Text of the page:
Evidence not strong enough to support routine use of DCBs for STEMI
While drug-coated balloons (DCBs) perform largely comparably to drug-eluting stents (DESs), there is still insufficient evidence to recommend its routine use in patients with ST-elevation myocardial infarction (STEMI), reports a new meta-analysis.
The quantitative analysis included three studies, corresponding to 284 STEMI patients, of whom 138 received DCBs and the remaining 146 were given DESs. Two of the eligible studies were randomized controlled trials (RCT), while the last one was a post-hoc analysis of an RCT.
Target lesion revascularizations occurred more commonly in DCB-treated patients, but not significantly so. The resulting risk estimate was likewise nonsignificant (6.5 percent vs 2.7 percent; odds ratio [OR], 2.51, 95 percent confidence interval [CI], 0.76–8.25; p=0.13).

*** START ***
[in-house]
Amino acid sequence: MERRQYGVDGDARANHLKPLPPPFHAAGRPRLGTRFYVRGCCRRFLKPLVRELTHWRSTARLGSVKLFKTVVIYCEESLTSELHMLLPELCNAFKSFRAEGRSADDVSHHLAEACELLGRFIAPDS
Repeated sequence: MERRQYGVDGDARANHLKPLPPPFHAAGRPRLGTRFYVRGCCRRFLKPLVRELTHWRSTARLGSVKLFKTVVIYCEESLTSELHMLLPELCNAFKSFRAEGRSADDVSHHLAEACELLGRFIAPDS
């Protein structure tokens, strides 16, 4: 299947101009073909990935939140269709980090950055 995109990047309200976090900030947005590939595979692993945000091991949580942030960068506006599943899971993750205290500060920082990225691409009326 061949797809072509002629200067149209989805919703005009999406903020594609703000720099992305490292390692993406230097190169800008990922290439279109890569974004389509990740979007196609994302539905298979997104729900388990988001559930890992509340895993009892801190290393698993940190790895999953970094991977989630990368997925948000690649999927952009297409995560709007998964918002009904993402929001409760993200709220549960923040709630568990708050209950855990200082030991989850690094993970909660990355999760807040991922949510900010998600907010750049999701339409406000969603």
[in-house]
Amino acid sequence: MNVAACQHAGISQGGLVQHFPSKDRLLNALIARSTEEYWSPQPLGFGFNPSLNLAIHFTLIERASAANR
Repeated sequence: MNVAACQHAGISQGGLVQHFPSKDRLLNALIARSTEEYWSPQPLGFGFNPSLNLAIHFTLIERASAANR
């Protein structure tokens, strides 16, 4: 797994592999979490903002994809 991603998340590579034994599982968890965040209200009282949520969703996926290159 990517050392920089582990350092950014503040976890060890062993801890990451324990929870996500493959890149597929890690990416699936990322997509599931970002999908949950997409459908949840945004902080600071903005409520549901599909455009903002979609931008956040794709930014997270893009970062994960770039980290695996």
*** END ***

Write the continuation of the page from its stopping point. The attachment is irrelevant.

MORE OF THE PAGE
Similarly, acute thromboses (2.9 percent vs 0 percent; OR, 5.16, 95 percent CI, 0.59–44.97; p=0.14) and major adverse cardiac events (6.5 percent vs 3.4 percent; OR, 1.98, 95 percent CI, 0.69–5.74; p=0.21) were both only nominally elevated in DCB vs DES patients.
The same was also true for myocardial infarctions (1.4 percent vs 1.3 percent; OR, 0.97, 95 percent CI, 0.13–7.29; p=0.98) and all-cause mortality (0.7 percent vs 0 percent; OR, 3.76, 95 percent CI, 0.15–94.83; p=0.42).
On the other hand, type D or worse coronary dissections occurred in a significantly greater frequency in DCB patients (14.5 percent vs 0 percent; OR, 18.4, 95 percent CI, 3.48–93.61; p=0.0006). This contributed to bailout stenting with a bare-metal stent, which also occurred more frequently in DES patients.